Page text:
Snyder, Henry Sprague, Josiah Spaulding, Isaac Stamper, Oliver C.
Stevens, Peter I. Stevens, John Stone, Francisco Stump, Charles
Tackaberry, Washington Talbott, Charles W. Taylor (promoted second
lieutenant), Morris Tisdale, Barzillai Townsend, Jacob Tryon, Thomas L.
Vann, James A. Virts, Francis H. Waste, Charles Watson, Edward
Welchman, Samuel Wheeler, Harwood Whitney, Albert Williams, Matthew D.
Williams, William M. Williams, John R. Woods, Wesley J. Worley,
Jefferson Worster, Daniel B. Wyatt, Anderson Zugg.
John Campbell was a corporal and Adam Dunn and Justin B. Harlan were
privates in Company D; Harvey N. Upton and Nelson Vansteensburg were
enrolled in Company E ; Matthew Roderson was a private in Company F;
and Abraham Berger, William H. Coleman and William H. Matkin privates
in Company G.
Twenty-three Lee County men enlisted in Company H. Thomas R. Herndon
held the rank of sergeant; Martin V. B. Sigler, Michael W. Mitchell,
John W. Smith and Thomas N. Gosnell were corporals, and the following
served as privates : Andrew Balbach, John Balbach, John H. Beucler,
Peter F. Beucler, Emerson Butterfield, William Clark, Cyrus G. Hawkins,
James S. Hewitt, James A. Light, Joseph Myers, Howard Perry, Jackson
Sigler, Jeremiah Sigler, George Smith, William H. Spitler, Nathan
Tuttle, John W. Vandevanter and Selby Vandevanter.
In Company I were Joseph C. Fletcher, Jacob Graft and John Smith.
Dudley E. Jones served as first lieutenant of Company L, in which
Clinton D. Cooper, Alonzo Britton and Edward White were enrolled as
privates, and in Company M Benjamin M. Belville, William H. Bryant,
Robert Hendricks, James H. Johnson and Shadrach Rinkle were credited to
The first service of the Third Cavalry was in protecting the southern
border of Iowa against invasion. On November 4, 1861, it was ordered to
St. Louis, where it was divided into detachments and for the next few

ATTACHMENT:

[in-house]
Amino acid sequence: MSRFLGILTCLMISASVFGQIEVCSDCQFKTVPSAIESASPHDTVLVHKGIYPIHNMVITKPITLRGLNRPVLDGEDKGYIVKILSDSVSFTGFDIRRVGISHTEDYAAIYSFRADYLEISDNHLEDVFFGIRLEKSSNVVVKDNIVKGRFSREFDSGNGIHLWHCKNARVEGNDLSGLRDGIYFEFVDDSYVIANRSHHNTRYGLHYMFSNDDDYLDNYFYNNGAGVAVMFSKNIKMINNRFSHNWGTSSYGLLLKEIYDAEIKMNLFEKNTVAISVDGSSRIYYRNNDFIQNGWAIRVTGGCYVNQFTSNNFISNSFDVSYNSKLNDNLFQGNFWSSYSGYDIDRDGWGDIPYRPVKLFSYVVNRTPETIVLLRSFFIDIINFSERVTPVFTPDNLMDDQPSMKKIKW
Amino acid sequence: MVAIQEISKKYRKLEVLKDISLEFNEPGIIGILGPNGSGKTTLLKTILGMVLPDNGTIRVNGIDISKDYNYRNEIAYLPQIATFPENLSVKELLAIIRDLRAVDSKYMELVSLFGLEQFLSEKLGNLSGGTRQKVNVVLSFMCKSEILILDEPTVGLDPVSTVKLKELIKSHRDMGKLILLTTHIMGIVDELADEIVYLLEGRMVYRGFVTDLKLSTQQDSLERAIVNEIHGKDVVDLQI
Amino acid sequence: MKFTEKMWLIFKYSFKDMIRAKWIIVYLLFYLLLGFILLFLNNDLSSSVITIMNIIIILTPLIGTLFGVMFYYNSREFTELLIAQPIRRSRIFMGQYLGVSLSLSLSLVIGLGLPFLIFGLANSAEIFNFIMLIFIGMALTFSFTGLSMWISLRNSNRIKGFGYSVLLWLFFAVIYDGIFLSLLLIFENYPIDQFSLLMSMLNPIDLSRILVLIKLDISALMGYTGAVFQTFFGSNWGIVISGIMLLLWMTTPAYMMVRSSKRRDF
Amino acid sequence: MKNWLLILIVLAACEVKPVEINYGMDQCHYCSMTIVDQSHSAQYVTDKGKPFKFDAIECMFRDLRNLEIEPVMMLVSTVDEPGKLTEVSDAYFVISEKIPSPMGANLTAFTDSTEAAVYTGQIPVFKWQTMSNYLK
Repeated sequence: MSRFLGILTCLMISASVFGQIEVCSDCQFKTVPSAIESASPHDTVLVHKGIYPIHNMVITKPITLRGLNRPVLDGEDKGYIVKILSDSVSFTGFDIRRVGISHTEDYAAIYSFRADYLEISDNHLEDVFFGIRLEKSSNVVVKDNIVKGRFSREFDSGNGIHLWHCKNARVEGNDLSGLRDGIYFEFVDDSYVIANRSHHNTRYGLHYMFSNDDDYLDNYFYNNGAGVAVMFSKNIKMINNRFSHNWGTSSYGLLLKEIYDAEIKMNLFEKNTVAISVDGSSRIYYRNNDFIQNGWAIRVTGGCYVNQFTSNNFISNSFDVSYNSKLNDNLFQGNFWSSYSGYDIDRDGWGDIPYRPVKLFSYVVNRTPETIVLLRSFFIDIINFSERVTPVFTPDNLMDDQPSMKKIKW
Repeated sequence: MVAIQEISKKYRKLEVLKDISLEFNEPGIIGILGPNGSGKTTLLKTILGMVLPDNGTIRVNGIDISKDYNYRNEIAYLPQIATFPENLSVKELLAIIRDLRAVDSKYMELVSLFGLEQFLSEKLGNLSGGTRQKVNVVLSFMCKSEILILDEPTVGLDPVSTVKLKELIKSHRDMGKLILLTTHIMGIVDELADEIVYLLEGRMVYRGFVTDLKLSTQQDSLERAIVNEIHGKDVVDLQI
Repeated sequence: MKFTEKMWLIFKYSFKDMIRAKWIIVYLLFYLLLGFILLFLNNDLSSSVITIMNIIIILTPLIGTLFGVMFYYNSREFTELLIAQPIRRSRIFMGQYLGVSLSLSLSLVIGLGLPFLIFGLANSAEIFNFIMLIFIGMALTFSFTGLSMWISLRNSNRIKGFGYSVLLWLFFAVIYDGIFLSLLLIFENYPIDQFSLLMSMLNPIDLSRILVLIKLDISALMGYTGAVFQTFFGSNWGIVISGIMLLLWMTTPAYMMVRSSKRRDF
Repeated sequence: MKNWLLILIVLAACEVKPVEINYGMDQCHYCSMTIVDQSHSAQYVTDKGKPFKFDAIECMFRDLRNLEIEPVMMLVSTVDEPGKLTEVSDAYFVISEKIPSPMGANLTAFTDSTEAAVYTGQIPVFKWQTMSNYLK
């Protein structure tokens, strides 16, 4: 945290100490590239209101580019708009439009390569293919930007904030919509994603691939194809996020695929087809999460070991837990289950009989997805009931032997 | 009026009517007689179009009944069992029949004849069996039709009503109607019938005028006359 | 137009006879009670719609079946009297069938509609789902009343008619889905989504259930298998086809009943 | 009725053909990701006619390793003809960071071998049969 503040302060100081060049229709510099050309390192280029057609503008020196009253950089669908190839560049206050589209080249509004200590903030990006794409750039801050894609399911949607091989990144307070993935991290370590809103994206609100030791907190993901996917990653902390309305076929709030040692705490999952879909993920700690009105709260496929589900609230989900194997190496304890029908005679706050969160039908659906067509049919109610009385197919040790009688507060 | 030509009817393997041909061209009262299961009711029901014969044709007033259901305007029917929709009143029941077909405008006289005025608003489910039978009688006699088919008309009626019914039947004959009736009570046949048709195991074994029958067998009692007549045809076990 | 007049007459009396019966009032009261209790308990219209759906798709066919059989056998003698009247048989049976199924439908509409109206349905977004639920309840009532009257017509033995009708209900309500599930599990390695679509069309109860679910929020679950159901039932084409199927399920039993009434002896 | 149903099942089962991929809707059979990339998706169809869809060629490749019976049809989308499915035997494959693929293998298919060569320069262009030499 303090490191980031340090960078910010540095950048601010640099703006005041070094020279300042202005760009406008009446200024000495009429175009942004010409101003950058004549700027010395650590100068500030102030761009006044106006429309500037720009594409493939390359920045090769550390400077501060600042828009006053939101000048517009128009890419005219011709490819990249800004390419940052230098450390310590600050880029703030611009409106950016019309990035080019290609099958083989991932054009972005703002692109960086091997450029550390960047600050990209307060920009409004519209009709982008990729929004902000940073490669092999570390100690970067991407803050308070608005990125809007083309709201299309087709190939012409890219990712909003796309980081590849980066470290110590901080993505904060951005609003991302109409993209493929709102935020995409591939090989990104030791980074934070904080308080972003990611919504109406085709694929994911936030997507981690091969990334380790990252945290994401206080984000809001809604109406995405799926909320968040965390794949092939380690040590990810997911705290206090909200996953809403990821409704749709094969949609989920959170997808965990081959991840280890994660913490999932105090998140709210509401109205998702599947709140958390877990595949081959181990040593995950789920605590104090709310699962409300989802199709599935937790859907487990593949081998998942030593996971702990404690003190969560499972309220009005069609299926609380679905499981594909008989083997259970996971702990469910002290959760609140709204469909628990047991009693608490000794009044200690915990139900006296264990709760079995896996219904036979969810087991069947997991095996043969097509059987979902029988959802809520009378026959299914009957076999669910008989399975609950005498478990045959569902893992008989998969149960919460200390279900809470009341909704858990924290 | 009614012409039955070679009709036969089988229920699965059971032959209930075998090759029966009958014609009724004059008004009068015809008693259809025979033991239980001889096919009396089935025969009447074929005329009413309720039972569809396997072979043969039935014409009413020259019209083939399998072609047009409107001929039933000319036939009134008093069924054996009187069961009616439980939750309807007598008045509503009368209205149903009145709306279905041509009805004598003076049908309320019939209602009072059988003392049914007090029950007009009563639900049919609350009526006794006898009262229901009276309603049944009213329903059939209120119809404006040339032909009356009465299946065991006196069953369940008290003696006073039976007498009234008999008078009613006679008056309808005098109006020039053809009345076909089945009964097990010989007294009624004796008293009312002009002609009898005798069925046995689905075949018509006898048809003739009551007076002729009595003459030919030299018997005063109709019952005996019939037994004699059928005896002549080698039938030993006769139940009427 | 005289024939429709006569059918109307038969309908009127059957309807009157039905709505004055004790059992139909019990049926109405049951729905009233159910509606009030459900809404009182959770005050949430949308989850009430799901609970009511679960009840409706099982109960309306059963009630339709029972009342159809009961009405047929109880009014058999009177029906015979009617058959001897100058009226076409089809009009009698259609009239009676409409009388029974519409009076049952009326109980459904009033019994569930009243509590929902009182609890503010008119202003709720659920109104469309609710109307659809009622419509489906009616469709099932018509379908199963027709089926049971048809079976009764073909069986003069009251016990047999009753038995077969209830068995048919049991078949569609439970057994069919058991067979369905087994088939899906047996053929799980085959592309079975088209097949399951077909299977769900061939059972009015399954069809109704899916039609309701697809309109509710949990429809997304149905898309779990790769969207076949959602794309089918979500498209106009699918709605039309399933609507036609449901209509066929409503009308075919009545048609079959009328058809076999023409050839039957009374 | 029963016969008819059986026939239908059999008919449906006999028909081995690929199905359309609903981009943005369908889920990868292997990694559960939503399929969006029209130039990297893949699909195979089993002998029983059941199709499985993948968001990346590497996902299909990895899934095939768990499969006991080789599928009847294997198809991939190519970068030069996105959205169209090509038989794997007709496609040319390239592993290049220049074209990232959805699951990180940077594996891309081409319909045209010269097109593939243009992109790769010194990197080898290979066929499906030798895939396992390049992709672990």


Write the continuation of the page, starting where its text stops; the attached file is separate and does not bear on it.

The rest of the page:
weeks the men "lived in the saddle." Parts of the regiment were engaged
at Moore's Mill, Florida, Kirksville and other skirmishes, after which
the Third was assigned to the duty of guarding the frontier from the
Iron Mountains of Missouri to the Boston Mountains in Arkansas. It took
part in the Battle of Pea Ridge, fought at West Plains, and in
December, 1862, was assigned to the cavalry division of the Army of the
Tennessee, commanded by Gen. C. C. Washburne. For a time it was on duty
at Helena, Arkansas, but early in June, 1863, it was ordered to join
General Grant in the siege of Vicksburg. It formed part of Sherman's
advance in the march to Jackson and after the battle at that place was
engaged in destroying the Mississippi Central Railroad. It was then
ordered back to Arkansas, where many of the men reenlisted and received
their veteran furlough. After a visit to home and friends in Iowa, the
regiment was ordered to join the expedition to Guntown, Mississippi,
and was then in pursuit of General Price through Missouri. When Price
was driven out of the state, the Third joined Gen. J. H. Wilson's
cavalry in Tennessee and was on active duty in that state and Georgia
until mustered out at Atlanta on August 9, 1865.